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Chess is said to be a game of complete information. This means that all information about the game worth having is on the board. You don’t have to guess where the other player has his white bishop, for example. It just is where it is.

Some other games of complete information display another characteristic that is somewhat correlated with the former. Tic-tac-toe, for example. It is predictable. And boring for that. What makes chess unpredictable is that despite being information-complete, it is computation-incomplete.

What this means is that, even if you can’t really hide anything in chess, you do not know where things are going either. You cannot predict it.

There are many many forms of unpredictability, but lately i took a fancy for the kind of unpredictability seen in chess. It is unpredictable just because you can’t think of each possible thing to happen. With 16 pieces, many different moving patterns, some diverse blocking patterns, etc, there are simply too many possible moves to be considered. This makes chess fun, despite being “information complete”.

But this fact, at face value so straightforward, is now being challenged. Capablanca created a chess variant with a bigger board and some bizarre hybrid pieces, supposedly for “when chess became overanalysed”. And i’ve seen someone scoff at that claim, as if it was impossible to overanalyse chess, and this was after Deep Blue!

Computers today crack chess through brute force. When you are very little, tic-tac-toe is fun, and it is a struggle. Soon you see that there are actually very few ways to play the game. Then all games end the same way, stalemate. And there is nothing to be done about that either.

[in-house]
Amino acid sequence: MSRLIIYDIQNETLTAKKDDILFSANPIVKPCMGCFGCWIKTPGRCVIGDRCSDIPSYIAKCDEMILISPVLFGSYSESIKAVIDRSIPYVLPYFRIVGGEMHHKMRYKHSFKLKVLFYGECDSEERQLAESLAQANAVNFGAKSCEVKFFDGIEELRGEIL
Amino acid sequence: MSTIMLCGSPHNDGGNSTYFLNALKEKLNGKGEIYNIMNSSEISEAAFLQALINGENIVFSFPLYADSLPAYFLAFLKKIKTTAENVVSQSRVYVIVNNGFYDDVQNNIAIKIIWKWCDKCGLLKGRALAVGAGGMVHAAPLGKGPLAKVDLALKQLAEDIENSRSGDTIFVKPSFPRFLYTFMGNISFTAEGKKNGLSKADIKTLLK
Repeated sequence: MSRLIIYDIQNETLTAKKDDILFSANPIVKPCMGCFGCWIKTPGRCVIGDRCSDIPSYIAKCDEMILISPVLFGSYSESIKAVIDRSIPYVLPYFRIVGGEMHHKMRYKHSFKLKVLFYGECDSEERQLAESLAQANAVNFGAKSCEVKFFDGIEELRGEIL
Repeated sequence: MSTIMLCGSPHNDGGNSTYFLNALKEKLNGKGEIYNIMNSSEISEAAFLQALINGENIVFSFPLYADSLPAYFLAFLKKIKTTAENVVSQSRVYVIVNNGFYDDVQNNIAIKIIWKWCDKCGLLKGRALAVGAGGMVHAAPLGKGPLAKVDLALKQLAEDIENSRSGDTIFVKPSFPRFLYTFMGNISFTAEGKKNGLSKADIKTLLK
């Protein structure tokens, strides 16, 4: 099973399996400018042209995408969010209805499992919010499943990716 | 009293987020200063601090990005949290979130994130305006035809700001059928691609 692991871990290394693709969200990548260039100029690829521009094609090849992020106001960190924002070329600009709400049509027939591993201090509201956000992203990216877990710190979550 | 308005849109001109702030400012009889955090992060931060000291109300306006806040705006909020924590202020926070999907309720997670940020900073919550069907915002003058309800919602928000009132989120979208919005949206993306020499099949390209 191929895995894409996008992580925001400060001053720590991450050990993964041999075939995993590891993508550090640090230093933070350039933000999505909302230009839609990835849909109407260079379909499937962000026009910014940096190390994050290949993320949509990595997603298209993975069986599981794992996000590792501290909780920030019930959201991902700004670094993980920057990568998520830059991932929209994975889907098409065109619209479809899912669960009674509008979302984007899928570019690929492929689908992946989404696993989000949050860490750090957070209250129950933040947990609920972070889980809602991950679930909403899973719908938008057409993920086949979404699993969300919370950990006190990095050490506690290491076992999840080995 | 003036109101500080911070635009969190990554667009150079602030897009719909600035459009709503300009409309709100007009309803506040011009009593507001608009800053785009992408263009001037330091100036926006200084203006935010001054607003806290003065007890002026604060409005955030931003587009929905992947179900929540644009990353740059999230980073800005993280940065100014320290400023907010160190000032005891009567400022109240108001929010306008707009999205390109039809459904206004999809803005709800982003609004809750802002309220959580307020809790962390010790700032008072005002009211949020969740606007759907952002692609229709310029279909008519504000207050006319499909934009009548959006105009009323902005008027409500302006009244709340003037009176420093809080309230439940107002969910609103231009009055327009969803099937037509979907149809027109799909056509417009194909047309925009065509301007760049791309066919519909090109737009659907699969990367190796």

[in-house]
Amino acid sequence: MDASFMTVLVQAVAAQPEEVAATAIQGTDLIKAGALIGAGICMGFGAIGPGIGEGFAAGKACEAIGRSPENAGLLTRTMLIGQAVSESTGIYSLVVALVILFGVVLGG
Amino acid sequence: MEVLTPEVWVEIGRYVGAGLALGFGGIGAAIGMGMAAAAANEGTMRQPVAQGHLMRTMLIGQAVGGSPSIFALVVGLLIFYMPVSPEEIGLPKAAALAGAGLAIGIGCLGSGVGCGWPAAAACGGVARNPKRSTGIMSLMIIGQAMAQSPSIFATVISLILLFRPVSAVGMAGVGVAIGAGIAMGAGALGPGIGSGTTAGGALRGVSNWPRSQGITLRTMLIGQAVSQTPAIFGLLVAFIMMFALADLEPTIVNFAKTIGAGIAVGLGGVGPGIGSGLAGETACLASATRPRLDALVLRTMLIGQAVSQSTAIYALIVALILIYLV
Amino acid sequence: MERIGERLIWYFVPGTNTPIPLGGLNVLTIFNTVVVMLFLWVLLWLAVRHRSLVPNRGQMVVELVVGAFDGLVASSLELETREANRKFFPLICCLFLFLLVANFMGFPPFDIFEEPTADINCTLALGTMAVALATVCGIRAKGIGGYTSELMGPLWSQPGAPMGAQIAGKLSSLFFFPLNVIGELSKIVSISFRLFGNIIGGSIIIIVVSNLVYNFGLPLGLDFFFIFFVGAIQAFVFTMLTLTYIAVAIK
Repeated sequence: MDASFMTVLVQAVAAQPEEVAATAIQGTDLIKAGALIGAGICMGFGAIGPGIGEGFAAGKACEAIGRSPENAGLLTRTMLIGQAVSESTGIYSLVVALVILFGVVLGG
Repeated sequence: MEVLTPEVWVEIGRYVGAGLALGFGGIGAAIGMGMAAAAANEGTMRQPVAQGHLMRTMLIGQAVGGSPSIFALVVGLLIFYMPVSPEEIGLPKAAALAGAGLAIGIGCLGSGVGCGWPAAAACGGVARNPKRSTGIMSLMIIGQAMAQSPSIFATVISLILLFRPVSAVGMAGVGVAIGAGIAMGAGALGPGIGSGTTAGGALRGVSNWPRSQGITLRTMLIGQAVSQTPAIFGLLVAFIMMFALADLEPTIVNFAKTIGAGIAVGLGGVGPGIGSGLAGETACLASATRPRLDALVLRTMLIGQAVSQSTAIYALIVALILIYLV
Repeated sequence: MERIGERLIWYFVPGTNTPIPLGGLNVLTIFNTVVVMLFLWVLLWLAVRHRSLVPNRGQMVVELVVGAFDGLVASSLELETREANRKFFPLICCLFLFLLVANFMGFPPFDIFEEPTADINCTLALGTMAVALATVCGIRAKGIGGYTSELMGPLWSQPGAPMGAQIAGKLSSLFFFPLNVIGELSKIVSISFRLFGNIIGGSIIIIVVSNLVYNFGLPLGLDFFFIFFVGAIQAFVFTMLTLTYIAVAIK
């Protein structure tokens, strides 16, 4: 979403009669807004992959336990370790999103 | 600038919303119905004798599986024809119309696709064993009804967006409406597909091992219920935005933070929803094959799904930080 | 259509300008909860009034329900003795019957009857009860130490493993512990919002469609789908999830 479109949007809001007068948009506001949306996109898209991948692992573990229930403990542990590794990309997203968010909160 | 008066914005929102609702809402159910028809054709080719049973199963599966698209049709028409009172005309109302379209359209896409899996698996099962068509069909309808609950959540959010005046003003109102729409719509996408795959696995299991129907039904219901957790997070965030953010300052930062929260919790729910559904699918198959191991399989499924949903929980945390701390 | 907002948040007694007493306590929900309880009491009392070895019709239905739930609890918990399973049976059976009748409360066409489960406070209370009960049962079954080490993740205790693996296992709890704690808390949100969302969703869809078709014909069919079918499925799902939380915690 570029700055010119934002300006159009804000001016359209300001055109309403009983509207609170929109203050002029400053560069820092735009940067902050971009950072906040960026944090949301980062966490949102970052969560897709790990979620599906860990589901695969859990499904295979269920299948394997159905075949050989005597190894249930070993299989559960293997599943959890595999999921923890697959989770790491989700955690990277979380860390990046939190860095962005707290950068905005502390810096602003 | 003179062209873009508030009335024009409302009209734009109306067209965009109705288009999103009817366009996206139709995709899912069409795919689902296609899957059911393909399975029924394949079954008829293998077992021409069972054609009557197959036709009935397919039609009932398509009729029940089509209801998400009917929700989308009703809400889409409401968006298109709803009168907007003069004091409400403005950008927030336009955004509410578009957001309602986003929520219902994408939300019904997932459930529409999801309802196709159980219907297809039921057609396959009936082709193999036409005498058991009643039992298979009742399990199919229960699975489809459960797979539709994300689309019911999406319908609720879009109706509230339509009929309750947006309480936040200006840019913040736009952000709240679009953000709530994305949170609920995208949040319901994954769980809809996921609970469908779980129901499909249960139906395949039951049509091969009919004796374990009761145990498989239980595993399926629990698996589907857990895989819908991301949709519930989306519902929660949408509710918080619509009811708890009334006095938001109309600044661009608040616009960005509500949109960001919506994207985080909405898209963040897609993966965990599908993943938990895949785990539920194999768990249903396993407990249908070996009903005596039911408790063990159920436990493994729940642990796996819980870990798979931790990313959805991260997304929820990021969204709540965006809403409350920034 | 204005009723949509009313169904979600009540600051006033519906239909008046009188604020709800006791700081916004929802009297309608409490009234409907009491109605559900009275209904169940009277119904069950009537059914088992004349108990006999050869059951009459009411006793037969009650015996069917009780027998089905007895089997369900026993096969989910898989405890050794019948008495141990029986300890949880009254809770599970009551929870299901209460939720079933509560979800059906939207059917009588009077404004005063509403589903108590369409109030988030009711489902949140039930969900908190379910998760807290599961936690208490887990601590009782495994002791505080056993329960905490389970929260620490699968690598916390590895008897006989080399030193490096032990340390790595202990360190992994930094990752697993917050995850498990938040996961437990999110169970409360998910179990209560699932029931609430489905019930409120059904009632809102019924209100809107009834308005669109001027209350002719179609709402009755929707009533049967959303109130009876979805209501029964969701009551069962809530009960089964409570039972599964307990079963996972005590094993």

Chess is overanalysed today, as a matter of fact, because computers can brute force it. Instead of figuring out abstract patterns out of the game, they simply try out every possible combination. Even if there are quite some complexities to chess-AI design, basically the raw mips of the computer at hand is the sine-qua-non condition for strong AI play.

I am not remotely good enough at chess to see it, but there are some plays that are “computer-like”. There are occasions where people say “a human player would be more likely to play N or M, but a computer would find F more atractive”.

So, let’s cut to the chase. This all exemplifies a fairly common (and usually deeply ingrained) bias in self-concept. That intelligence equals computation. Intelligence is not that, but rather adaptation capability.


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